The Internet doesn’t know everything any more…

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…not that it ever did, but for a long time there were lots of people like me around the world, spending time getting as much information into the Internet as possible (with the added aim of making as much of it accessible as possible as well). But now there are gaps. There always have been gaps, but where they existed and were important to someone or anyone, they were filled with information by enthusiasts of model trains, language quirks (big nod to Tylor Jones and his June29 language site), research papers (citeseer) and a whole host of things that most people didn’t know existed til then. But that doesn’t happen so often anymore. I was an early adopter of the Internet (see under Geek Code) but I think I blinked, and in the time that I was blinking, the Internet went from being an inderground collective dedicated to freedom of information and became a series of newsletters, with editors and rules and regulations. I think I’ve been aware of this change happening, but it really hit home last week. I tried to look up my road race times over the last few years. I run – slowly but steadily – and I needed proof of that for a race entry. And so I looked myself up, in the comfortable expectation of finding at least 10 years of staggering round courses all over the country at just under 10kph. And nothing. Or nearly nothing. I’ve run some very big races: the Great South, Great North, London; and some very small races: little local things that one man and his dog turned out to watch (and the dog was more interested in the local rabbits). And I thought, naively, that the times and field for each of these races would still be held somewhere on the ‘net, easily accessible for me to check whether I came in at 6704th or 6705th. Nope. Not there. Now back in the day, runners were an enthusiastic bunch: you ran, the results got posted and stayed on the net for you to look at later. Not any more.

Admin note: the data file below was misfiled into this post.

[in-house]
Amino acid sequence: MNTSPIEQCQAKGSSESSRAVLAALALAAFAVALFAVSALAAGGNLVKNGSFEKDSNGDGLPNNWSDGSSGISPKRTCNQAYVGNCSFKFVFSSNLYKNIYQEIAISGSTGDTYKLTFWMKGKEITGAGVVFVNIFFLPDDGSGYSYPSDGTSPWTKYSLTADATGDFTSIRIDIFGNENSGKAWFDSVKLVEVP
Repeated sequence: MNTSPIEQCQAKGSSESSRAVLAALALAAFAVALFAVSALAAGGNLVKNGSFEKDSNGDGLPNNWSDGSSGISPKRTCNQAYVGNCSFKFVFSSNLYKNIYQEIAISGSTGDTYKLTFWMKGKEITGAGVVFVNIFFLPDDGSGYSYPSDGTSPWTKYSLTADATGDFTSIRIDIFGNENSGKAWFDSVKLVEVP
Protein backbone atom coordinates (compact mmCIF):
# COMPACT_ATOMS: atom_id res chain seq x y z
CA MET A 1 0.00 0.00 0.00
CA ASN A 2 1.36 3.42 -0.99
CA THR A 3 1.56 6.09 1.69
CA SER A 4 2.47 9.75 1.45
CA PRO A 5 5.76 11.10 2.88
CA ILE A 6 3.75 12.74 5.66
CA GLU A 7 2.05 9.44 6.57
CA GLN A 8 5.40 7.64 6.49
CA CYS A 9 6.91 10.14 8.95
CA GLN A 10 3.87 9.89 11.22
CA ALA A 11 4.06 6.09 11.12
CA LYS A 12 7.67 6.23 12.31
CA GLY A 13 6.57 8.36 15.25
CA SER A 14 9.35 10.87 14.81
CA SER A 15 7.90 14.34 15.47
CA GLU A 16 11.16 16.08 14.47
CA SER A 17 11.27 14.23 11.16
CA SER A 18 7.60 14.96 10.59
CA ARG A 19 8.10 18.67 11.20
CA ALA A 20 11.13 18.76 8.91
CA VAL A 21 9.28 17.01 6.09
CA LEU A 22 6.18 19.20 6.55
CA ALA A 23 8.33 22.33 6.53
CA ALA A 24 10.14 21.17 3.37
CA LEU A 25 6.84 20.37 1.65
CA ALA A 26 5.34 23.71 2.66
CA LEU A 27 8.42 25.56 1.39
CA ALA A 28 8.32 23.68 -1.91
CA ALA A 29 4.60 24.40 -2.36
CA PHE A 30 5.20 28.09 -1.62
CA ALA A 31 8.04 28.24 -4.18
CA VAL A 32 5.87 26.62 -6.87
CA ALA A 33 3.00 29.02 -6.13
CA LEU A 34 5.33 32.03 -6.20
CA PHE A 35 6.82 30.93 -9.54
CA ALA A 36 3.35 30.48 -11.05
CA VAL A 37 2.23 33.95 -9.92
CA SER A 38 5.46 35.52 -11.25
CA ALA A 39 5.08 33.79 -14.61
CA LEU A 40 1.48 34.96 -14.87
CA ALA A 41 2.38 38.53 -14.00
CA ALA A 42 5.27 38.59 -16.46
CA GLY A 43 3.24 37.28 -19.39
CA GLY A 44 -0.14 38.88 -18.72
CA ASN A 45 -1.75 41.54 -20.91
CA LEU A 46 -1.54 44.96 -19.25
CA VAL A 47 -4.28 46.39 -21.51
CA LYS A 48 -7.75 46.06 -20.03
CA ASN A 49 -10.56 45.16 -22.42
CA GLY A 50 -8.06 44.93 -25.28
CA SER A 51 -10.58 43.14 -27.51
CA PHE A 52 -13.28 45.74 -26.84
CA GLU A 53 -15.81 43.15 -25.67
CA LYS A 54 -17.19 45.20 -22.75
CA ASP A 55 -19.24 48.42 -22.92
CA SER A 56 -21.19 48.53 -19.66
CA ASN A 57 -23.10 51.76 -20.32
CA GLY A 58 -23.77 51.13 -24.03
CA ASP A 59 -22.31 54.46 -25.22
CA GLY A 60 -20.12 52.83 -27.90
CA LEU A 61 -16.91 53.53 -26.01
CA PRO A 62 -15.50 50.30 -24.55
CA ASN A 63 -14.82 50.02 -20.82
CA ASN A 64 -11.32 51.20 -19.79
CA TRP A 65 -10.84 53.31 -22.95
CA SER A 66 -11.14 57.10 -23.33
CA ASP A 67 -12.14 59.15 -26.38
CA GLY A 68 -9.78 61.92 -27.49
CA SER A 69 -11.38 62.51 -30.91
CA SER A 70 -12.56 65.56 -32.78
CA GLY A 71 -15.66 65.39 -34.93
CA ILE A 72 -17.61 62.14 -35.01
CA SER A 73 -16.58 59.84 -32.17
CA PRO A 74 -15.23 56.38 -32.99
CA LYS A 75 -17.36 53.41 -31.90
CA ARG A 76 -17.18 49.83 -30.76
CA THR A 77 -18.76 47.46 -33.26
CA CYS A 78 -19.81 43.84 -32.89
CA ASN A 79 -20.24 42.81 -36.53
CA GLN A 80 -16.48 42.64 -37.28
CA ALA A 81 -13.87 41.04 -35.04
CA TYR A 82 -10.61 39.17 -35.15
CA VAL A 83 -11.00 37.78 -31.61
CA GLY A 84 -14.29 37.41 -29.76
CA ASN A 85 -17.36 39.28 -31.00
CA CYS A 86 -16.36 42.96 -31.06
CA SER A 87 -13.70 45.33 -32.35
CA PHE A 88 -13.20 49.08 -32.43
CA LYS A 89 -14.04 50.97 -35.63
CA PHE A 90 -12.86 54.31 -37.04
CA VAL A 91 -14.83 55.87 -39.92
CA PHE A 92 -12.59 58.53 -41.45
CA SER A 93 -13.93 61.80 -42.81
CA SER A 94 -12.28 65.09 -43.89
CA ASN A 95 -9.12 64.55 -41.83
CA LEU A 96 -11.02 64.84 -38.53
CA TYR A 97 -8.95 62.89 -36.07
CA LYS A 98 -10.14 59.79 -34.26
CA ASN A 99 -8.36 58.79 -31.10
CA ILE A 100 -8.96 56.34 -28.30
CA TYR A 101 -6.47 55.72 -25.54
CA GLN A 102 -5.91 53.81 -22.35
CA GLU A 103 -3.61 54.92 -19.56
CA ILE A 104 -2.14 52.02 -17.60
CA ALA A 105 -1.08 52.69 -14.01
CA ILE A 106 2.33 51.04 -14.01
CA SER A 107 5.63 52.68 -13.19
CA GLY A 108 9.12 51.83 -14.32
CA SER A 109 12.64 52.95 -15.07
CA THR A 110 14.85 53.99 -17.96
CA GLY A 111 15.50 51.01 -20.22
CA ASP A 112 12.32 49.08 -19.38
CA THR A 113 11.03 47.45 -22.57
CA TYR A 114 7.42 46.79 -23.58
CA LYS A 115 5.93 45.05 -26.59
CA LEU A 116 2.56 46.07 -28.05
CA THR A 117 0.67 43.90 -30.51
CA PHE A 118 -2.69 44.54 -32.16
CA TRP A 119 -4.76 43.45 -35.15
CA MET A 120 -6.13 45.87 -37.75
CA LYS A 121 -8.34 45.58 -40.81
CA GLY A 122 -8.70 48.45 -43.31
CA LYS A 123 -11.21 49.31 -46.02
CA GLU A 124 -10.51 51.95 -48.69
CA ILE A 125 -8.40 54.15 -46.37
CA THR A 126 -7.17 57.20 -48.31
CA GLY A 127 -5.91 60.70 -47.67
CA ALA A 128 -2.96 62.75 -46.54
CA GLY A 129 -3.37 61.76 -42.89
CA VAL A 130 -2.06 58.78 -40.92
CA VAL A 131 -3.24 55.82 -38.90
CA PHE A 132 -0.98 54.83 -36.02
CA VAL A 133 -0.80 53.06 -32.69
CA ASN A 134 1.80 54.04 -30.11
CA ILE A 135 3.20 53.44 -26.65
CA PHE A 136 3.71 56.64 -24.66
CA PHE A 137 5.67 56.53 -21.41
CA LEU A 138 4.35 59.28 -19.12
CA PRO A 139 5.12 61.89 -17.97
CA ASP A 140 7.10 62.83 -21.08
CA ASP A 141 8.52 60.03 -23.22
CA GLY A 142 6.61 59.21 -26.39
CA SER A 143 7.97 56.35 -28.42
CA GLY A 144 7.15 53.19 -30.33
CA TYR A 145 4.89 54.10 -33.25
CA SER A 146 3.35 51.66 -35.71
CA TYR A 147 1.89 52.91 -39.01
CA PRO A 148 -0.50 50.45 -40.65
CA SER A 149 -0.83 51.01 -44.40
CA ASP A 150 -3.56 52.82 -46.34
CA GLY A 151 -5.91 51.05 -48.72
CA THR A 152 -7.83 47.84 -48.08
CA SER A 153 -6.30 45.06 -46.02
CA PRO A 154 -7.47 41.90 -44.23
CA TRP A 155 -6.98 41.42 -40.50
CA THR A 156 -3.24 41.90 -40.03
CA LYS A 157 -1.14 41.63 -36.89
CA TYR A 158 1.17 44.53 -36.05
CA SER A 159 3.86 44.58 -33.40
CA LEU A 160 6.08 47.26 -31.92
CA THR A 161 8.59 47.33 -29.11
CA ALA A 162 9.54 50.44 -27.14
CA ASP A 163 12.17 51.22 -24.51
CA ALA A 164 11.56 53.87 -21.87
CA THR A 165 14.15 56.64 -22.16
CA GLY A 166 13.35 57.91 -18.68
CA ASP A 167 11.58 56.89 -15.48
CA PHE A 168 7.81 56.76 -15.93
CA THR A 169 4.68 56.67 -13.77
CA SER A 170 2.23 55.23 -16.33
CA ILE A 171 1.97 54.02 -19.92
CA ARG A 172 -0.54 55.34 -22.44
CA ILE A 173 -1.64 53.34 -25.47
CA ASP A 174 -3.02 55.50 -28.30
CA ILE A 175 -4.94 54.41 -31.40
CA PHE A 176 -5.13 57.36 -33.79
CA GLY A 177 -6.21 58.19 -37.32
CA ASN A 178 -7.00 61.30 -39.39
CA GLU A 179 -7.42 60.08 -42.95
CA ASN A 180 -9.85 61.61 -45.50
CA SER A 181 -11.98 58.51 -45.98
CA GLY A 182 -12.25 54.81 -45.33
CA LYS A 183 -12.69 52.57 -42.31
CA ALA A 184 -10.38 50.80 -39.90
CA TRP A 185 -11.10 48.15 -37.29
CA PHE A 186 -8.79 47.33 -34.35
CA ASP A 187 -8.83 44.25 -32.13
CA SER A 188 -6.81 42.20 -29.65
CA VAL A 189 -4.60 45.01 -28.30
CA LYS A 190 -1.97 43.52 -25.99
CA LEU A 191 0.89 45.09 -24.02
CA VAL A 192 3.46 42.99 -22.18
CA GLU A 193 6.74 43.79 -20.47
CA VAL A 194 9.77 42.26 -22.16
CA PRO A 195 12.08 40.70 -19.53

I did find a couple of little local results back from -ahem- 1999, which was nicely parish-magazine. But I was quite shocked at the lack of big-race data. F’instance: the Great X series. One year’s data only. Now given how much it costs to store data for a 10000 person race (name and time) compared to even a small video… heck, let’s do the thought experiment on that one here… a race field of 10000 people: give them 30 digits each for their name and two digits for the time they finish in: I make that 320,000 bytes. Now compare that with a single 480*640 pixel digital camera image: 307,200 bytes in black-and-white, and three times that for colour (each pixel in a typical colour image has one byte each for red, green, blue). So if storage isn’t the issue, what is? Is it access costs? Publication rights? If the race organisers put up the results for each year, they must actively remove the old ones every year, and I’m puzzled about why. I mean, it’s bad enough with people selling rights to view public information without that information being completely removed as well. What’s going on, folks?